Interestingly, when flown at the Suffield base Watchkeeper will likely be flying within the view of American border patrol Predator drones (believed currently grounded because of safety concerns after a crash).
The British-Israeli ‘Watchkeeper’ drone passed another milestone this week with little fanfare, mostly press released-based articles and little critical comment. The new military drone is years late and has been restricted to flying in closed airspace in Wales, until it could be ‘certified’ to fly in civilian air space. This week the MOD was permitted to begin flights over the Salisbury Plain.
Lacking in the coverage this week has been has been any reference to the origin of most Watchkeeper technology, the Israeli arms company Elbit Systems (which advertises its drone products as ‘combat tested’ in the occupation of Palestine and the suppression of Gaza). Watchkeeper has ‘deep roots’ in the Israeli war machine and consequently in the human rights abuses that characterise that occupation. An extensive briefing paper on Israel’s role in the production and proliferation of drones has recently been released by Drone Wars UK.
Also lacking is analysis of the overall British and European drone strategy, and how Watchkeeper fits into it. Statewatch this month released a comprehensive report detailing the shocking level of European public spending on the development of drones, mostly to the benefit of domestic European arms companies and goals for research and market development.
It was hardly surprising that safety concerns were sloughed off in the press release-based coverage. Colonel Mark Thornhill of the UK MOD has downplayed safety risks, suggesting that Watchkeeper is certified the same way that manned aircraft are certified (but conveniently sidestepping the obvious difference that operators are not on board the aircraft). Drone Wars UK has documented the alarming crash rate of drones in the Drone Crash Database.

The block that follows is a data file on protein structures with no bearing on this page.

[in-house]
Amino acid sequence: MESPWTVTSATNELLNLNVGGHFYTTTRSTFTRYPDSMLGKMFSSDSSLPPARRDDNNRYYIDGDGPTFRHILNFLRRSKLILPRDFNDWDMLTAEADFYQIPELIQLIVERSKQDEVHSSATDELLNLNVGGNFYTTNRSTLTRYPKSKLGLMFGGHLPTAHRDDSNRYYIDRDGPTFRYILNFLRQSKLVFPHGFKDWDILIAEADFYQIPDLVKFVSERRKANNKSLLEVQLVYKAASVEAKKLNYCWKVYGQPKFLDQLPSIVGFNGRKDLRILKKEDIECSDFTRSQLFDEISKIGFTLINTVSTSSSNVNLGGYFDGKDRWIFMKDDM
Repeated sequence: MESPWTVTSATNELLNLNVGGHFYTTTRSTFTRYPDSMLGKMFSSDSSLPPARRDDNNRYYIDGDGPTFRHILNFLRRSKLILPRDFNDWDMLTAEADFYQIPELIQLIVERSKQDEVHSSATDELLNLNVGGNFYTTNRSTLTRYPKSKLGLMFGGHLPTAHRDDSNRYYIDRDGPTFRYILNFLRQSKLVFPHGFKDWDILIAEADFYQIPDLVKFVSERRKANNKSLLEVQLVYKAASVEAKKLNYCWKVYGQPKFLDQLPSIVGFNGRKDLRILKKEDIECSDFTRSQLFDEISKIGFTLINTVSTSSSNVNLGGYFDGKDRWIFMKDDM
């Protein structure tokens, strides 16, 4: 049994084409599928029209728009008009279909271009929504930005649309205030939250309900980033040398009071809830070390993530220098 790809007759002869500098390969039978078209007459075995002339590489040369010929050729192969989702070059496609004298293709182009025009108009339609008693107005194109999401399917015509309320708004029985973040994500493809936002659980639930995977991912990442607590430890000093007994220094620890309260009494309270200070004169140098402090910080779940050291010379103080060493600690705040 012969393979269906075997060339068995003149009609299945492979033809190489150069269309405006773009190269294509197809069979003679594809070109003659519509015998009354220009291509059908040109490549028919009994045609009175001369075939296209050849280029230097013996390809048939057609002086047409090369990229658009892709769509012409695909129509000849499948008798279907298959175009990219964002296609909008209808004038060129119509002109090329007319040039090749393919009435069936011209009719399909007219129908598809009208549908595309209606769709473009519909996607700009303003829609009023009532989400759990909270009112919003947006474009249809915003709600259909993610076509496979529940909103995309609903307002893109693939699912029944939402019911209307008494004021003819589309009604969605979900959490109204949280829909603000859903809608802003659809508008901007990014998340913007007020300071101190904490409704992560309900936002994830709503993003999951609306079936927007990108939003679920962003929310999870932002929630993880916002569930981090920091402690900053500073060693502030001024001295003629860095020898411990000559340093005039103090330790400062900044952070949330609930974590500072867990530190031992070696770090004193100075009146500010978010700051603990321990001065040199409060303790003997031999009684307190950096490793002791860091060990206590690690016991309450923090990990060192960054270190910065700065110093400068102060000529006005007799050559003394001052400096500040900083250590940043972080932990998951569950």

Although MOD point man Col Mark Thornhill said that Watchkeeper would be used in support of military operations within the UK, none of the media appears to have asked him what military operations in the UK he might be referring to.
Thornhill was also allowed to state without challenge that Watchkeeper would not be ‘armed’, while neglecting him to challenge him on the obvious point that ‘unarmed’ drones are part of integrated military systems for identifying and destroying ‘targets’. Laterally, British allies like the US and Israel have used drones for preemptive killings of suspects outside active war zones.
There is startlingly little fuss being made over the imminent introduction of the long delayed Anglo-Israeli Watchkeeper drone expected in just a few weeks. Delayed by years, the drone has been an embarrassment to both the British military and the prime contractor Thales.
Originally touted as essential for Britain’s intervention in Afghanistan, the drone will likely never be introduced to that operational theatre, due to the delays. The army has since found that it could do just as well with armed Predator-type drones, as well as rented Israeli surveillance drones. Meanwhile, the long delays in finishing Watchkeeper have been blamed on the need for ‘civilian airspace certification’, although it hasn’t been satisfactorily explained why that is needed since UK military drones have so far operated in remote areas, where conflict with civilian air traffic is not an issue.